June Lukuyu

PhD Student, Department of Electrical and Computer Engineering

Systems Towards Infrastructure Monitoring and Analysis (STIMA) Lab

University of Massachusetts, Amherst



I am a second year PhD student in the STIMA Lab, advised by Professor Jay Taneja. I have a Masters degree in Renewable Energy Systems Technology from Loughborough University and a Bachelors degree in Engineering Science from Smith College. My research focuses on the assessment and management of long-term sustainable energy demand in both off-grid and on-grid energy systems in the developing world, as well as exploring opportunities for increasing sustainable energy use that promotes socio-economic development. My work employs a wide range of data analytics and computing tools.


Demand stimulation for long-term sustainability of minigrids:

(STIMA LAB - 2019)

In sub-Saharan Africa, minigrids fill a critical gap, providing cost-effective, reliable, clean electricity to power households and businesses isolated from the main grid. However, these minigrids face the challenge of poor capacity utilization for reasons such as high electricity tariffs, which are a result of the high cost of providing power, lack the capital to purchase appliances or consumers overestimating their electricity spend. This project addresses this challenge by evaluating the effects of two demand stimulation programs i.e. appliance financing and tariff reduction schemes on the level and timing of electricity demand, as well as system revenues of minigrids across Kenya and Tanzania. This project is in collaboration with researchers from Duke University and Carnegie Mellon University, and Study Partners: CrossBoundary and Energy 4 Impact.

Comparison of electricity consumption patterns between solar home system and minigrid customers:

(STIMA LAB - 2019)

Solar home systems and minigrids are the two main ways of providing electricity access to areas where grid extension is not possible or economically viable. How do these two groups of customers compare in terms of how they spend money on electricity purchases? How about the frequency of top-ups during the month? How do daily consumption patterns compare across spending groups within one customer base, as well as between customers of similar spend groups? This project seeks to shed light on how electricity consumption behavior and patterns compare across and between solar home system and minigrid customers. This project is in collaboration with researchers from Initiative for Sustainable Energy Policy (ISEP).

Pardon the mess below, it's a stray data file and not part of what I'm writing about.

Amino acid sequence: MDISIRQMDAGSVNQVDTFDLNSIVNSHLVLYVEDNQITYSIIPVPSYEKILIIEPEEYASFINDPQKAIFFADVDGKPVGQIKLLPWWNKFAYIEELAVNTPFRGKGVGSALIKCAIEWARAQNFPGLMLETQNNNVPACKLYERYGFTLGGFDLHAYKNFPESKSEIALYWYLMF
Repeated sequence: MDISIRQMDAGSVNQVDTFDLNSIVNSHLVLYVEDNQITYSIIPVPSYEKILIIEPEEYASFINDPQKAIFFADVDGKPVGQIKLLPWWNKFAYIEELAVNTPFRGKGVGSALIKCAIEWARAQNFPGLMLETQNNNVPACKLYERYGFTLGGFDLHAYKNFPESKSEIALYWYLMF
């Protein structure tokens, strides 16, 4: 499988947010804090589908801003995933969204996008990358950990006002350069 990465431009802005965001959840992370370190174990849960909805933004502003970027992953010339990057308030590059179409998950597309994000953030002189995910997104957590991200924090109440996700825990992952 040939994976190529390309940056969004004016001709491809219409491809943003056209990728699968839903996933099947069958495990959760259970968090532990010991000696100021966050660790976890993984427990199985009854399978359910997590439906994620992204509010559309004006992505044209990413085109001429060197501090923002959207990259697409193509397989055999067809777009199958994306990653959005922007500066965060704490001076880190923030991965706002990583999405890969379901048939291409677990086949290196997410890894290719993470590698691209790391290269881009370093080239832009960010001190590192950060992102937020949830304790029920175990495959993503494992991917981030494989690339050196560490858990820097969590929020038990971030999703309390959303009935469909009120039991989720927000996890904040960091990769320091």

Community-based hybrid renewable powered milk cooling systems for smallholder dairy farmers in rural Tanzania:

(Loughborough University, Centre for Renewable Energy Systems Technology - 2016)

Due to lack of milk cooling facilities, smallholder dairy farmers in areas without access to reliable grid electricity face problems of high milk spoilage and limited access to formal markets, which limits their income and standard of living. Majority of these smallholder dairy farmers lack the capital to invest in individual on-farm solar or biogas milk cooling systems already commercially available. This project therefore examined the economic viability of integrating a renewable based milk-cooling system in a dairy market hub system, which is a is a collective arrangement that aims to stimulate grouping of dairy farmers to produce and sell milk in bulk, as well as have group access to inputs and services. Key risk factors having the greatest impact on system viability were identified and a stochastic approach, by means of a Monte Carlo simulation was employed to determine the risk-adjusted economic performance of the project. Advisor: Dr. Richard Blanchard

Techno-economic feasibility of renewable-based microgrid systems in Northern Kenya:

(Smith College, Picker Engineering Program - 2012)

By 2012, six diesel power stations were the only source of electricity for remote villages in Northern Kenya. The government proposed the installation of 3 MW of wind and solar energy systems in facilities with existing diesel generators. This project was a contribution to this effort by designing and evaluating techno-economically feasible configurations of hybrid minigrid systems, incorporating solar and wind energy, as well as energy storage in HOMER to replace these stand-alone diesel power systems. A Multi-Attribute Tradeoff Analysis was employed to determine am optimal hybrid system configuration that would minimize CO2 emissions at a minimal net present cost. Advisor: Professor Judith Cardell


Spaulding Smith Fellowship, University of Massachusetts Amherst, 2018

Dean’s Fellow Program, University of Massachusetts Amherst, 2018


Lukuyu, J., Blanchard, R. and Rowley, P.N. (2019). A risk-adjusted techno-economic analysis for renewable-based milk cooling in remote dairy farming communities in East Africa. Renewable Energy, 130, pp. 700-713, 2019.

“Off-grid solar milk cooling systems offer technical and market opportunities for remote dairy producers.” Lukuyu, J. Maziwa Zaidi (More Milk) in Tanzania Policy Forum in Dar es Salaam, Tanzania. May 2017.

Lukuyu, J. and Cardell, J.B. (2014). Hybrid Power System Options for Off-Grid Rural Electrification in Northern Kenya. Smart Grid and Renewable Energy, 5, pp. 89-106.

Murage, M. W., Cardell, J. B., Lukuyu, J., & Anderson, C. L. (2014). The Impact of Variable Market Price on Optimal Control of Wind-Hydro Storage System in Kenya. Proceedings of the 47th Hawaii International Conference on System Sciences (HICSS ‘14), pp. 2417-2425.

“Wind-Diesel Microgrid System for Remote Villages in Kenya,” Lukuyu, J. 44th North American Power Symposium in Urbana-Champaign, Illinois. September 2012.

Lukuyu, J. (2012). Wind-diesel microgrid system for remote villages in Kenya. Proceedings of the North American Power Symposium (NAPS), 2012, pp. 1-6.